Admit it: Voting Rights Act had down side, too
A case the U.S. Supreme Court will decide this term illustrates what happens when good intentions go bad.
The case is from Wisconsin, which is accused of going too far in injecting political favoritism when drawing voting district lines.
We all learned in civics class this is called gerrymandering, a term coined by the Boston Gazette in 1812 when a salamander-shaped senate district in Massachusetts had been crafted to support the politics of then-Gov. Elbridge Gerry.
All through U.S. history, a duty of state legislatures at least once every 10 years has been to take a state map and subdivide it. So many districts for the state and U.S. House; so many for the state Senate. (State legislators also define court districts and such; city and county governments draw lines for themselves, school boards, constables…)
Also throughout history, the party with the pencil has had the power to help itself. Redistricting offers the opportunity to create more voter districts favorable to said majority.
Now, to the nub: In Mississippi, everybody knows that race and partisanship are one and the same. With few exceptions, blacks identify with the Democratic Party and whites with the Republican Party. The same pattern applies nationally, of course, but is amplified in states with large minority populations, such as Mississippi.
For some reason, politicians talk around that when it comes to voter districts. Even the Voting Rights Act of 1965 — which is at the root of today’s difficulties — is vague on the point.
The now-ancient federal law signed by President Lyndon Johnson was a follow-up to the Civil Rights Act. It was designed to stop the insidious practice in Mississippi and other states of denying black citizens their right to vote.
Section Five of the act took another positive step. It said certain states (and cities and counties) with a racist history in line-drawing could no longer “illegally dilute minority voting strength.”
The law did not specifically require creation of districts where black voters were in the majority. That’s what had to be done, of course, to stop the Legislature and local governments assuring minority voters would be in the minority in every district of every type.
After lots of fussing, obfuscation and litigation, majority-minority districts were created and for the first time in 100 years, black Mississippians got seats at the table in the Capitol and in courthouses, city halls and school board offices.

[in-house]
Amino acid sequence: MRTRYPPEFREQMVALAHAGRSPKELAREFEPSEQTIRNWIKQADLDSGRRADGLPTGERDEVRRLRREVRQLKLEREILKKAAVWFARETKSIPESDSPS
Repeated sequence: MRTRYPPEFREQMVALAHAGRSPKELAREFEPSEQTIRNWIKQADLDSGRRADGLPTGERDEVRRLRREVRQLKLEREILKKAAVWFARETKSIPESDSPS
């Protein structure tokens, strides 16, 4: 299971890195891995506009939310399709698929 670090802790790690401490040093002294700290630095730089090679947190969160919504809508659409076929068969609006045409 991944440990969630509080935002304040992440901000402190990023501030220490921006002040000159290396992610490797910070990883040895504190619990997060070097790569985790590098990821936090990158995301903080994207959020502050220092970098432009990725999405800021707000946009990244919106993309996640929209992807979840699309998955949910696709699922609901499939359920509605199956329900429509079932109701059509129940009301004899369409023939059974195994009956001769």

That was the up side.
The down side can be illustrated with poker chips. Say there are nine chips, six green and three red. Create three piles so that reds have a majority in at least one. The result: red marbles have their own pile or a 2-1 majority in another pile. But in any arrangement, greens will have the majority in two piles.
In Wisconsin and here, the majority (read white, conservative and Republican) has progressively added to its piles. In Mississippi, packing of minorities into “their own” districts has led to more conservative districts.
The question before the Supreme Court is euphemistically whether Democrats have been disenfranchised.
The wonderful intention of the Voting Rights Act was to bring people together, reasoning that if people sat together they’d work together. Instead, silos resulted. An argument could be made that the good intentions of 1965 actually sparked the extreme divisiveness that exists across the national landscape today.
A Supreme Court decision a few years ago modified and updated the act. Now proof of racial discrimination is required. But Congress will not touch the act or admit there’s a problem, as there is with so many well-intended but flawed programs — Social Security, Medicare, Affordable Care Act. Instead, they’re all kicked around as political footballs.
There is a solution. California and three other states now have voting districts drawn by independent commissions tasked to meet voter-centered, common sense requirements instead of political goals. So far, Mississippi is one of the majority where politics (aka race) still comes first.
It’s absolutely ridiculous to think that the racial divide will ever be bridged if the seats of public policy tables are filled with black people elected from black districts and white people elected from white districts. No motivation to converse; no motivation to solve challenges; no motivation to seek solutions.
The Supreme Court decision, when it comes, will come from a split court with both sides begging the other to listen to their better angels and play fair. That won’t happen. We’re talking power politics and a systemic problem Congress continues to ignore.
Charlie Mitchell is a Mississippi journalist. Write to him at email@example.com.